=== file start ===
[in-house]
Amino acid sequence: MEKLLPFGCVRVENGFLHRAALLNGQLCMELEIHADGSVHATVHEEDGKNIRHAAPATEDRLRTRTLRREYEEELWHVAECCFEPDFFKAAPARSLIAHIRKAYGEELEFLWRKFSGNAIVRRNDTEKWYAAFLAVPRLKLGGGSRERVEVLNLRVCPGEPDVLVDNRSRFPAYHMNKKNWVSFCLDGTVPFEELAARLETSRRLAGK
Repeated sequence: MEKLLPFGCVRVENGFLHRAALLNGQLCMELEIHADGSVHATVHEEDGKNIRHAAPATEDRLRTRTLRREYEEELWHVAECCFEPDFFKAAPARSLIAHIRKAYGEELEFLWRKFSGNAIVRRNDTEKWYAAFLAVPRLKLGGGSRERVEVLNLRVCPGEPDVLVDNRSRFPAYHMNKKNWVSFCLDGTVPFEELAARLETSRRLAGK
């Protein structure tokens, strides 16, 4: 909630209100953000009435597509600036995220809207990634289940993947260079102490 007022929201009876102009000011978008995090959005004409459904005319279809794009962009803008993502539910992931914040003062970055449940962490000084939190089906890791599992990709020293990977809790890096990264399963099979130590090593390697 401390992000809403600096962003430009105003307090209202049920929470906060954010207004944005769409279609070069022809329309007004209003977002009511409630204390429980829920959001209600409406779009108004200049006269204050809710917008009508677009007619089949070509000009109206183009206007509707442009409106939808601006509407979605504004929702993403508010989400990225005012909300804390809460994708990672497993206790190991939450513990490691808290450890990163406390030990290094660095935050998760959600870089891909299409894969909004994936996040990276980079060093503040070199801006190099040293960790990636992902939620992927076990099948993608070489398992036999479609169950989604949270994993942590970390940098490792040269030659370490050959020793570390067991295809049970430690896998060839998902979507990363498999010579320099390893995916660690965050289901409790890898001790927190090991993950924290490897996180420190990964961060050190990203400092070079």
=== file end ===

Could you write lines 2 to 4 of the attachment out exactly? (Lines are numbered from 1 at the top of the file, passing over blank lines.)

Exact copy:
Amino acid sequence: MEKLLPFGCVRVENGFLHRAALLNGQLCMELEIHADGSVHATVHEEDGKNIRHAAPATEDRLRTRTLRREYEEELWHVAECCFEPDFFKAAPARSLIAHIRKAYGEELEFLWRKFSGNAIVRRNDTEKWYAAFLAVPRLKLGGGSRERVEVLNLRVCPGEPDVLVDNRSRFPAYHMNKKNWVSFCLDGTVPFEELAARLETSRRLAGK
Repeated sequence: MEKLLPFGCVRVENGFLHRAALLNGQLCMELEIHADGSVHATVHEEDGKNIRHAAPATEDRLRTRTLRREYEEELWHVAECCFEPDFFKAAPARSLIAHIRKAYGEELEFLWRKFSGNAIVRRNDTEKWYAAFLAVPRLKLGGGSRERVEVLNLRVCPGEPDVLVDNRSRFPAYHMNKKNWVSFCLDGTVPFEELAARLETSRRLAGK
């Protein structure tokens, strides 16, 4: 909630209100953000009435597509600036995220809207990634289940993947260079102490 007022929201009876102009000011978008995090959005004409459904005319279809794009962009803008993502539910992931914040003062970055449940962490000084939190089906890791599992990709020293990977809790890096990264399963099979130590090593390697 401390992000809403600096962003430009105003307090209202049920929470906060954010207004944005769409279609070069022809329309007004209003977002009511409630204390429980829920959001209600409406779009108004200049006269204050809710917008009508677009007619089949070509000009109206183009206007509707442009409106939808601006509407979605504004929702993403508010989400990225005012909300804390809460994708990672497993206790190991939450513990490691808290450890990163406390030990290094660095935050998760959600870089891909299409894969909004994936996040990276980079060093503040070199801006190099040293960790990636992902939620992927076990099948993608070489398992036999479609169950989604949270994993942590970390940098490792040269030659370490050959020793570390067991295809049970430690896998060839998902979507990363498999010579320099390893995916660690965050289901409790890898001790927190090991993950924290490897996180420190990964961060050190990203400092070079």